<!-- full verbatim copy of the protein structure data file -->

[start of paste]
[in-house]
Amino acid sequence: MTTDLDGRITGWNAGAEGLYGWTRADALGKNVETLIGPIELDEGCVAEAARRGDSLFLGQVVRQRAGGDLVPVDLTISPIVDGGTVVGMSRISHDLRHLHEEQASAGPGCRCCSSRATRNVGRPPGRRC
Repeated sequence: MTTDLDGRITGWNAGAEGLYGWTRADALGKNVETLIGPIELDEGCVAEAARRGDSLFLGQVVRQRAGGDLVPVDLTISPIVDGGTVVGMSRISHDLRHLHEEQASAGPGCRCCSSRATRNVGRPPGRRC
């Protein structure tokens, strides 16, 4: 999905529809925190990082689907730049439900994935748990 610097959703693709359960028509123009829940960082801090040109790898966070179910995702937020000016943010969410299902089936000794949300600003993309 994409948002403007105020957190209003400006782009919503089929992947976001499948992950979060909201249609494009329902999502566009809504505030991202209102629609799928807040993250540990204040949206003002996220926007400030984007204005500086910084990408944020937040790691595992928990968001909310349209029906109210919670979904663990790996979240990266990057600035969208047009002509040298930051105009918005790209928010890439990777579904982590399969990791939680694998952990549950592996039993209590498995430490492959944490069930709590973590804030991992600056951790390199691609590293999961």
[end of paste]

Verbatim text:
[in-house]
Amino acid sequence: MTTDLDGRITGWNAGAEGLYGWTRADALGKNVETLIGPIELDEGCVAEAARRGDSLFLGQVVRQRAGGDLVPVDLTISPIVDGGTVVGMSRISHDLRHLHEEQASAGPGCRCCSSRATRNVGRPPGRRC
Repeated sequence: MTTDLDGRITGWNAGAEGLYGWTRADALGKNVETLIGPIELDEGCVAEAARRGDSLFLGQVVRQRAGGDLVPVDLTISPIVDGGTVVGMSRISHDLRHLHEEQASAGPGCRCCSSRATRNVGRPPGRRC
């Protein structure tokens, strides 16, 4: 999905529809925190990082689907730049439900994935748990 610097959703693709359960028509123009829940960082801090040109790898966070179910995702937020000016943010969410299902089936000794949300600003993309 994409948002403007105020957190209003400006782009919503089929992947976001499948992950979060909201249609494009329902999502566009809504505030991202209102629609799928807040993250540990204040949206003002996220926007400030984007204005500086910084990408944020937040790691595992928990968001909310349209029906109210919670979904663990790996979240990266990057600035969208047009002509040298930051105009918005790209928010890439990777579904982590399969990791939680694998952990549950592996039993209590498995430490492959944490069930709590973590804030991992600056951790390199691609590293999961």